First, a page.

JDK-8245511 : G1 adaptive IHOP does not account for reclamation of humongous objects by young GC
  • Type: Enhancement
  • Component: hotspot
  • Sub-Component: gc
  • Affected Version: 11,14.0.1,15
  • Priority: P3
  • Status: Resolved
  • Resolution: Fixed
  • OS: generic
  • CPU: generic
  • Submitted: 2020-05-20
  • Updated: 2021-09-13
  • Resolved: 2020-08-21
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JDK 11
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Filed on behalf of Ziyi Luo, luoziyi@amazon.com.

After every young-only GC, G1's Adative IHOP calculation involves the old generation allocation rate. This rate is calculated as: old_gen_allocated_bytes_since_last_gc / allocation_time_in_sec. 

The value old_gen_allocated_bytes_since_last_gc is supposed to refer to all allocations into old regions, including humongous regions. This does not account for the possibility that humongous objects, at least primitive arrays, can be reclaimed by young collections (see JDK-8027959, G1ReclaimDeadHumongousObjectsAtYoungGC). This discrepancy can become problematic in applications which churn through a lot of rather short-lived humongous objects. 

A real world example experienced in a production service is shown in Fig 1. The three vertical dash lines represent initial marking phases at the beginning of concurrent marking runs. Adaptive IHOP takes control after the third one of these. Here, most humongous objects are in fact collected during young GC, yet their allocations still count towards the old generation allocation rate in Adaptive IHOP, which erroneously reaches ~200 MB/s. In result, the estimated IHOP is pushed down.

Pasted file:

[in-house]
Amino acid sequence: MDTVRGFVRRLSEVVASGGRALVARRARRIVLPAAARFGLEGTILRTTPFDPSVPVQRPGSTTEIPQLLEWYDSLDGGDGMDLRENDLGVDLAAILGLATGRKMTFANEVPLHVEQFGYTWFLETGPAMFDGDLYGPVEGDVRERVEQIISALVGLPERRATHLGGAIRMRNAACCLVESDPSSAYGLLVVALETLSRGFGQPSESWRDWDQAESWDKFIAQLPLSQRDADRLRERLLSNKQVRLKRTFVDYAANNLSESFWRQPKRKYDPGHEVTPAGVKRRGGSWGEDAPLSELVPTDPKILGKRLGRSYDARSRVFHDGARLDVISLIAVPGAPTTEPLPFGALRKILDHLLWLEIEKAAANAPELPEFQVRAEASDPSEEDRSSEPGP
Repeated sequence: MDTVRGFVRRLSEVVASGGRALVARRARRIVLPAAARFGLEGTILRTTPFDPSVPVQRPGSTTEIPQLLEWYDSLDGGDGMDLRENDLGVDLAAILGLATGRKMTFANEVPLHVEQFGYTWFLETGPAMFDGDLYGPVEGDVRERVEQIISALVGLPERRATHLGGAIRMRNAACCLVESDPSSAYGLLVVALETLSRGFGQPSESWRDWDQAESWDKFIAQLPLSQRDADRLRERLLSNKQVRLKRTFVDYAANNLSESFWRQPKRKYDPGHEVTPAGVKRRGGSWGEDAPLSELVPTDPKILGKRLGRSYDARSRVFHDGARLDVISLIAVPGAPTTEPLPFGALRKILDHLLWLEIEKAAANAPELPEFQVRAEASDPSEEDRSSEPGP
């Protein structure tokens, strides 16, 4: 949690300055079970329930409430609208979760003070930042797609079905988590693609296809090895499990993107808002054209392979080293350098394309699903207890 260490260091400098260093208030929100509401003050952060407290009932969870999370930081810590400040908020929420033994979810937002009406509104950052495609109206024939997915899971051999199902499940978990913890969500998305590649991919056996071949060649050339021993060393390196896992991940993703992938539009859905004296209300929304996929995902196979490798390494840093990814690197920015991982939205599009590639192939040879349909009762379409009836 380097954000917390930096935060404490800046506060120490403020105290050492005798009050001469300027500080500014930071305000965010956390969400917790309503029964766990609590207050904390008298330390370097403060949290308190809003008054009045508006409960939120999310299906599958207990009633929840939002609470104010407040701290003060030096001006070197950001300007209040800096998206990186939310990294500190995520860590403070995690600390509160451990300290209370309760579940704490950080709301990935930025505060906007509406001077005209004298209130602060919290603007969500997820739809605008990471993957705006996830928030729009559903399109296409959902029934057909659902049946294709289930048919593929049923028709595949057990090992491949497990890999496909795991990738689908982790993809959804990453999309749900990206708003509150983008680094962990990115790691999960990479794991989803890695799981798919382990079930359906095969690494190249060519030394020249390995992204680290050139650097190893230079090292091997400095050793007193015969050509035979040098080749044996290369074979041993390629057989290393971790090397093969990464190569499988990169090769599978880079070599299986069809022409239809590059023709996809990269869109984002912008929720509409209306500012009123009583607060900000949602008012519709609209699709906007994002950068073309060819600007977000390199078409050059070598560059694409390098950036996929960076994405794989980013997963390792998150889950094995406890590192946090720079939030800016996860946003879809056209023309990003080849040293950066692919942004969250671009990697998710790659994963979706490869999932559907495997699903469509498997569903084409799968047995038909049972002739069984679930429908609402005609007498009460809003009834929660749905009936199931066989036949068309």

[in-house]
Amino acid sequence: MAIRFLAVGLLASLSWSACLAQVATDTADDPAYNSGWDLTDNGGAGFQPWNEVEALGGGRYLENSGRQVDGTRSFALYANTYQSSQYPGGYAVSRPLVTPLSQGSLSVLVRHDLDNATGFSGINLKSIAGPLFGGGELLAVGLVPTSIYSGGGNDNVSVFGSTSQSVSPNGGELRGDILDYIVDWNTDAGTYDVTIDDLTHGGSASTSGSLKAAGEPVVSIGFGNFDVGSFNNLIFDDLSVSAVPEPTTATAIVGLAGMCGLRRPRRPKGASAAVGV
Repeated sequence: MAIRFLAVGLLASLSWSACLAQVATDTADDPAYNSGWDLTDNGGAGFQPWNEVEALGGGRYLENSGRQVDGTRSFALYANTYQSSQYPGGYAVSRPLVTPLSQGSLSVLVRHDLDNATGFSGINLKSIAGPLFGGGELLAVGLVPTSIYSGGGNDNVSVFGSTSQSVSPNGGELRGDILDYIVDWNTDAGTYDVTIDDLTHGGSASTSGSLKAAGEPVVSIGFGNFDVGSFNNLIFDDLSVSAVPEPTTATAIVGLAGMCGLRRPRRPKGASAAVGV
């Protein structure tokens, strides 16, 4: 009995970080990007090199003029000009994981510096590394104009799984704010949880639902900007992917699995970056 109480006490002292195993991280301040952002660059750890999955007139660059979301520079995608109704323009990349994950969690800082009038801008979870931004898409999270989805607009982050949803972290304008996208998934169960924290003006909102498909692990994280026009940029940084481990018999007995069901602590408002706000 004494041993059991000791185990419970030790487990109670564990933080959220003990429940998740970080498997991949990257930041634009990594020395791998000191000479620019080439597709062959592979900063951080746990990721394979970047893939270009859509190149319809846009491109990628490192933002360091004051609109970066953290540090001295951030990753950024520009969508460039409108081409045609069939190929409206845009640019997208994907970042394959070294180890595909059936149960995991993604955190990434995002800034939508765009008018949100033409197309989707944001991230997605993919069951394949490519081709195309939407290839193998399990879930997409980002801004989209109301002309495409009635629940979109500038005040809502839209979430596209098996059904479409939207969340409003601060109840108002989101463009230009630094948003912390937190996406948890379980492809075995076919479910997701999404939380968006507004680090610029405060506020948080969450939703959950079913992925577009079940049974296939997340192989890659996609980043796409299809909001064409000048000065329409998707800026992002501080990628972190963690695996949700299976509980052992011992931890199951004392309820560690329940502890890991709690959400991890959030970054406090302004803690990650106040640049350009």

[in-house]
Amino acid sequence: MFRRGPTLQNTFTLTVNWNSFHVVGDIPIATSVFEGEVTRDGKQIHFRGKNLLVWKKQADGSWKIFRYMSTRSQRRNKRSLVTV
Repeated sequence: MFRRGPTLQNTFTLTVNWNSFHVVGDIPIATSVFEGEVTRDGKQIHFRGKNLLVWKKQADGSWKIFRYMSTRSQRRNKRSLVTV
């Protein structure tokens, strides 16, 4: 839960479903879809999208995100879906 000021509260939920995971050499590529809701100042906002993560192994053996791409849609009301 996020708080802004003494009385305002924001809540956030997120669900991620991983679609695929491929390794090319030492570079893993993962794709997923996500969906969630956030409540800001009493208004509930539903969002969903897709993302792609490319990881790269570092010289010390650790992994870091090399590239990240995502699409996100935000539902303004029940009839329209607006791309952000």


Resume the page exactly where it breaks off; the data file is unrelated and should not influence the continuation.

Even though there is no immediate need for concurrent marking and mixed collections at this point, they now occur back-to-back. Further down this path, frequent inefficient young GC, high promotion rates, and high CPU usage ensue. By 24:00 the high old gen allocation rate is compounded by high promotion rates, and CPU usage jumps to above 90%.

There is a fix as shown in the webrev in the comments below that works as follows. In each young-only collection cycle, record these numbers of humongous regions:
  A) present after the last GC,          
  B) newly allocated since the last GC,  
  C) present after this GC.              
Estimate the number of humongous regions reclaimed by this GC as: 
  (A > C) ? B : A + B - C

Run the attached standalone program "AdaptiveIHOPIssueRepro.java" to approximate the allocation pattern that triggered this issue in our service. The necessary JVM options are listed in a code comment at the top. 

Fig 2 shows a test results from 120 second runs with and without the proposed fix that we invoked like this:

java -Xmx512m -Xms512m -XX:G1HeapRegionSize=1m -XX:+UnlockExperimentalVMOptions -XX:G1MaxNewSizePercent=30 -XX:G1NewSizePercent=30 -Xlog:gc*=debug:file=gc-%p-%t.log AdaptiveIHOPIssueRepro 120
Each mark dot in Fig 2 represents a young GC invocation. There are 44 of these with the fix and 5254 without. The predicted old generation allocation rate of the fixed version is around 1/8 of the rate of the unfixed version.

Perhaps this solves the problem that JDK-8240556 also tries to solve? Our production experience in JDK 11 suggests that -XX:-G1UseAdaptiveIHOP -XX:InitiatingHeapOccupancyPercent=60 could also avoid back-to-back concurrent marks caused by humongous allocations. I haven't got the time to dig into the root cause. Thank you for backporting it to 11u. I will definitely check if this solves the problem we are experiencing. If not, I'll try backporting JDK-8240556 to our internal JDK as well.